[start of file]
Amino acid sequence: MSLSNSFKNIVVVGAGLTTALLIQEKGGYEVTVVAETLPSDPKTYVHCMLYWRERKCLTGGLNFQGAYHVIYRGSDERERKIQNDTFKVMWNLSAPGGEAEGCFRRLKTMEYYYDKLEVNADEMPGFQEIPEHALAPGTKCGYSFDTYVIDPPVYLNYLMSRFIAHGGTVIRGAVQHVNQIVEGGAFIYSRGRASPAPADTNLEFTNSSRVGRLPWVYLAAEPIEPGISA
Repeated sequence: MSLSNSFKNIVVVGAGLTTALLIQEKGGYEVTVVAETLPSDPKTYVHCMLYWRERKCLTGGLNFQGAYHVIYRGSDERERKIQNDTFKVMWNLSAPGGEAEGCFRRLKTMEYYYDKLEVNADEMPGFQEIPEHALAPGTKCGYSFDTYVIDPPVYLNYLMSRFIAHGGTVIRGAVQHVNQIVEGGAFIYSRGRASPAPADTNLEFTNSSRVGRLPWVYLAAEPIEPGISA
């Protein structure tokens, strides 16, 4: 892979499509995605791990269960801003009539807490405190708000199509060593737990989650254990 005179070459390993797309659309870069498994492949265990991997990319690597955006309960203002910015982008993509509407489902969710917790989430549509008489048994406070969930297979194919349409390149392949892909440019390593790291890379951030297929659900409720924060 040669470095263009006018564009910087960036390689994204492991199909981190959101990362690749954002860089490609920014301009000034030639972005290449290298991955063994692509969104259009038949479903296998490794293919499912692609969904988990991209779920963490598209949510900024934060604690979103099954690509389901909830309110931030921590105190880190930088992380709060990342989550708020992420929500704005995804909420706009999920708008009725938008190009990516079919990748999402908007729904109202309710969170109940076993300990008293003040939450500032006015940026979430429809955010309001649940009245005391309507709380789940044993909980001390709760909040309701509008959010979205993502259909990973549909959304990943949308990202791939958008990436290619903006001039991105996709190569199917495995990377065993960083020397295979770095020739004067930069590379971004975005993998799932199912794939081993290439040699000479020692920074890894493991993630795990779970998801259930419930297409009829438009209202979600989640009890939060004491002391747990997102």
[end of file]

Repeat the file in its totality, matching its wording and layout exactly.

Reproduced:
Amino acid sequence: MSLSNSFKNIVVVGAGLTTALLIQEKGGYEVTVVAETLPSDPKTYVHCMLYWRERKCLTGGLNFQGAYHVIYRGSDERERKIQNDTFKVMWNLSAPGGEAEGCFRRLKTMEYYYDKLEVNADEMPGFQEIPEHALAPGTKCGYSFDTYVIDPPVYLNYLMSRFIAHGGTVIRGAVQHVNQIVEGGAFIYSRGRASPAPADTNLEFTNSSRVGRLPWVYLAAEPIEPGISA
Repeated sequence: MSLSNSFKNIVVVGAGLTTALLIQEKGGYEVTVVAETLPSDPKTYVHCMLYWRERKCLTGGLNFQGAYHVIYRGSDERERKIQNDTFKVMWNLSAPGGEAEGCFRRLKTMEYYYDKLEVNADEMPGFQEIPEHALAPGTKCGYSFDTYVIDPPVYLNYLMSRFIAHGGTVIRGAVQHVNQIVEGGAFIYSRGRASPAPADTNLEFTNSSRVGRLPWVYLAAEPIEPGISA
């Protein structure tokens, strides 16, 4: 892979499509995605791990269960801003009539807490405190708000199509060593737990989650254990 005179070459390993797309659309870069498994492949265990991997990319690597955006309960203002910015982008993509509407489902969710917790989430549509008489048994406070969930297979194919349409390149392949892909440019390593790291890379951030297929659900409720924060 040669470095263009006018564009910087960036390689994204492991199909981190959101990362690749954002860089490609920014301009000034030639972005290449290298991955063994692509969104259009038949479903296998490794293919499912692609969904988990991209779920963490598209949510900024934060604690979103099954690509389901909830309110931030921590105190880190930088992380709060990342989550708020992420929500704005995804909420706009999920708008009725938008190009990516079919990748999402908007729904109202309710969170109940076993300990008293003040939450500032006015940026979430429809955010309001649940009245005391309507709380789940044993909980001390709760909040309701509008959010979205993502259909990973549909959304990943949308990202791939958008990436290619903006001039991105996709190569199917495995990377065993960083020397295979770095020739004067930069590379971004975005993998799932199912794939081993290439040699000479020692920074890894493991993630795990779970998801259930419930297409009829438009209202979600989640009890939060004491002391747990997102």